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Additional Scholarships

Outside Scholarship FAQ

Federal, state and institutional regulations require that we collect information from each student regarding any "outside" scholarships received. Examples of these would include scholarships received from prepaid tuition plans, a parent's employer, your high school, civic organizations, Rotary Clubs, churches or community foundations.

How do I tell you about my scholarships?

To comply with these regulations, we are providing a form on which you should list the name, sponsor and amount of each scholarship you receive. We ask that you return this completed form to us by July 1, so that we may make any necessary adjustments to your award package. If you receive any scholarships after you send us this form, forward information about them to our office when you receive notice of your selection.

How will my scholarship affect my current aid package?

If we are required to make an adjustment, we will first use the scholarships you receive to reduce the "self-help" portion of your aid package. (Self-help is the student loan and work program part of your award.) If a change is made, you will receive a revised Financial Aid & Scholarship Notification reflecting your new levels of eligibility.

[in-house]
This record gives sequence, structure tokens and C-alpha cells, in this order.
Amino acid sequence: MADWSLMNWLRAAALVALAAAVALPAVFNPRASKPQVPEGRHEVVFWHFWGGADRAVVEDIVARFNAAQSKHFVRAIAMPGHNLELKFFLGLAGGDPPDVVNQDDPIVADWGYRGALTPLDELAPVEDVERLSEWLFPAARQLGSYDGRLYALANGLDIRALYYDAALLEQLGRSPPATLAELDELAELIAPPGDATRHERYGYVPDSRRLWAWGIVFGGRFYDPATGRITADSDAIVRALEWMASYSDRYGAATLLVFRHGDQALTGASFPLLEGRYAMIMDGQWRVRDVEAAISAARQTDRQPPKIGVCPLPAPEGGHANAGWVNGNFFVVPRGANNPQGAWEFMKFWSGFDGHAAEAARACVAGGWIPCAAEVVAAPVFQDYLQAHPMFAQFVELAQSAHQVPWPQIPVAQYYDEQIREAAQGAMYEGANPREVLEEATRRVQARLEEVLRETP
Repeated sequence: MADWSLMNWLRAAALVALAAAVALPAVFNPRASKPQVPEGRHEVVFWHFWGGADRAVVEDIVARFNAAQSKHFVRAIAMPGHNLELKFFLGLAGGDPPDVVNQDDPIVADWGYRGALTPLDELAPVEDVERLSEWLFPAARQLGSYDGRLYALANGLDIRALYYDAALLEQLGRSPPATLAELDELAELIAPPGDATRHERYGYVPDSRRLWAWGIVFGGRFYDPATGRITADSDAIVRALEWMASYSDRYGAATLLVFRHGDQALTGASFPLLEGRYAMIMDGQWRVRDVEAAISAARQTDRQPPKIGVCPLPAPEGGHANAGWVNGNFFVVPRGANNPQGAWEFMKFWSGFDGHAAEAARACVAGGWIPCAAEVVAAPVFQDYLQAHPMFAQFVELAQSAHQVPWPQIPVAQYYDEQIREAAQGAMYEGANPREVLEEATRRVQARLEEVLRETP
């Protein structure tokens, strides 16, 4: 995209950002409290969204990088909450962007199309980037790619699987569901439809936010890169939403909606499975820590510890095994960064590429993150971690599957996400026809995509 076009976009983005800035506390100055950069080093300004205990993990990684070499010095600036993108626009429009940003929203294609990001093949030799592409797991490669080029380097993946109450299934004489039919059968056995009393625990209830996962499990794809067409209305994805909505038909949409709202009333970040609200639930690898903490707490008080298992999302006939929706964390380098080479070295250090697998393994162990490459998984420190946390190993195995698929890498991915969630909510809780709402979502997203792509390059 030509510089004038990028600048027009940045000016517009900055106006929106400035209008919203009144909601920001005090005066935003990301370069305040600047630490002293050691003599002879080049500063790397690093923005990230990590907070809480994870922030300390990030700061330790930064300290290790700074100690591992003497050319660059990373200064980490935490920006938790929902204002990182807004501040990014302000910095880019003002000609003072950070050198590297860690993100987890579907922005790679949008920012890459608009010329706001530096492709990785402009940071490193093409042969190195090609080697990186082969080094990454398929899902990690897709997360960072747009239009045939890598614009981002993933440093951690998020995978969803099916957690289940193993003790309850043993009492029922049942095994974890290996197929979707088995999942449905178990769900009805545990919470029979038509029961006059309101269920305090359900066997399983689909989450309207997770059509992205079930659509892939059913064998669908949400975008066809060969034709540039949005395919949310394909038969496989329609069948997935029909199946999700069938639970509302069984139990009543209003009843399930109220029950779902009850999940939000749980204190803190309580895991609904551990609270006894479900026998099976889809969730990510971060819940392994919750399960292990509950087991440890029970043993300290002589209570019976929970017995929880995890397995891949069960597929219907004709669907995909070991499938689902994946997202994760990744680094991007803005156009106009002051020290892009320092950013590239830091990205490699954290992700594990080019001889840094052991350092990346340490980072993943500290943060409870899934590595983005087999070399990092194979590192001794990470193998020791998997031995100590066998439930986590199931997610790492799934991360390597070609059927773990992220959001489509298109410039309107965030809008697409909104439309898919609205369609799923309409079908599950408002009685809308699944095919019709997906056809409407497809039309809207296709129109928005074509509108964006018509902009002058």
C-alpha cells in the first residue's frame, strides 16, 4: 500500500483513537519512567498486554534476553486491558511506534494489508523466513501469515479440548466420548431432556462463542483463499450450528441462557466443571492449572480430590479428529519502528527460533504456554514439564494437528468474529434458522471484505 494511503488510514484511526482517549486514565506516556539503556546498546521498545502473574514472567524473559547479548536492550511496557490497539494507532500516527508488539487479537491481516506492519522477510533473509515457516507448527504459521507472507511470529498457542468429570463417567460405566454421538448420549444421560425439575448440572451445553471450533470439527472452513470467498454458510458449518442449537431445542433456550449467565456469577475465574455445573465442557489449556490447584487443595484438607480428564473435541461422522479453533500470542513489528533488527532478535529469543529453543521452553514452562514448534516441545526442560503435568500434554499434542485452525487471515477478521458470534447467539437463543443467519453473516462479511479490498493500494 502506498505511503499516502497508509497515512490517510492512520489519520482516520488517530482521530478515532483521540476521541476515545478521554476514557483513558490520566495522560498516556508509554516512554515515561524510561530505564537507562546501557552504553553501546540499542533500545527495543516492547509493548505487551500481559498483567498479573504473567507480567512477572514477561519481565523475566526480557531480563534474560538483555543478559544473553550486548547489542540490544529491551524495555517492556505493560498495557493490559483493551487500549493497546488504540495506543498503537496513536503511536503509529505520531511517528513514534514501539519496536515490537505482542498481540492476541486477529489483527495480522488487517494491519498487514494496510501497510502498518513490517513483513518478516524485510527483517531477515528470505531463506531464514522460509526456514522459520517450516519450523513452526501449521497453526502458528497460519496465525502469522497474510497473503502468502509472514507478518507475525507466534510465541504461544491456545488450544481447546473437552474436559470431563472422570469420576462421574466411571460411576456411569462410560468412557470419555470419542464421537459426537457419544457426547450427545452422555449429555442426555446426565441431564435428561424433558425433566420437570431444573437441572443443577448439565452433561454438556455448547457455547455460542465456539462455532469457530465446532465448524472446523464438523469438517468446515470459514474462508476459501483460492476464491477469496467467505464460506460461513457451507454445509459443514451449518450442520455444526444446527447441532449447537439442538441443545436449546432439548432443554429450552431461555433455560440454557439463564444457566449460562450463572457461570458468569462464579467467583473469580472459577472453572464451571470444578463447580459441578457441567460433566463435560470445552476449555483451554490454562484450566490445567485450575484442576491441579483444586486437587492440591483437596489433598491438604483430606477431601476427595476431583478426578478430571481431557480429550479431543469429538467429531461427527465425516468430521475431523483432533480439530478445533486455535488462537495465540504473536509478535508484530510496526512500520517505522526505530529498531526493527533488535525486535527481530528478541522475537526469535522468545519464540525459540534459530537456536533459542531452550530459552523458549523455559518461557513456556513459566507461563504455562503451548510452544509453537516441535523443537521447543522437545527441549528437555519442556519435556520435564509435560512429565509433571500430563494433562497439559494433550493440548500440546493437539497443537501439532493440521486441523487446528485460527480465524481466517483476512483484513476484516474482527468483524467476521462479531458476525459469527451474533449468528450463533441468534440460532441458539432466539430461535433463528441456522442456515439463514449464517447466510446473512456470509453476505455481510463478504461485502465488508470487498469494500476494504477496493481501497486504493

Will the scholarship be automatically credited to my account?

Some donors require the university to complete special forms, provide verification of enrollment or grade transcripts, or to invoice the sponsoring agency. Please be sure to forward any special instructions or needs to our office so we may comply with the sponsor's wishes. No credit will appear on your account until the funds are received by Wittenberg.

What should I do with the check I receive?

All scholarship checks should be forwarded to the Financial Aid Office for processing. If the check is issued to the student and Wittenberg jointly, be sure to endorse the back of the check before sending it to our office.

Where should I search for outside scholarship opportunities?

Finding money for college can seem to be a daunting task, but knowing where to begin is often the most difficult part. Be sure to cast a wide net, keeping in mind local opportunities as well as state and national contests and programs. Remember, scholarships are as unique as the students to whom they are awarded, so go for as many exclusive, local, and specialized opportunities as you can. Opportunities with broad, inclusive eligibility requirements will attract many applicants and may lower your chances of receiving a scholarship, but that doesn't mean you shouldn't still apply - many students will apply for them, but someone has to win them!

Where to look locally:

  • High school counselor
  • Community Foundations
  • Local Clubs and Organizations
  • Churches
  • Employer/Parent's Employer

Where to look online:

 

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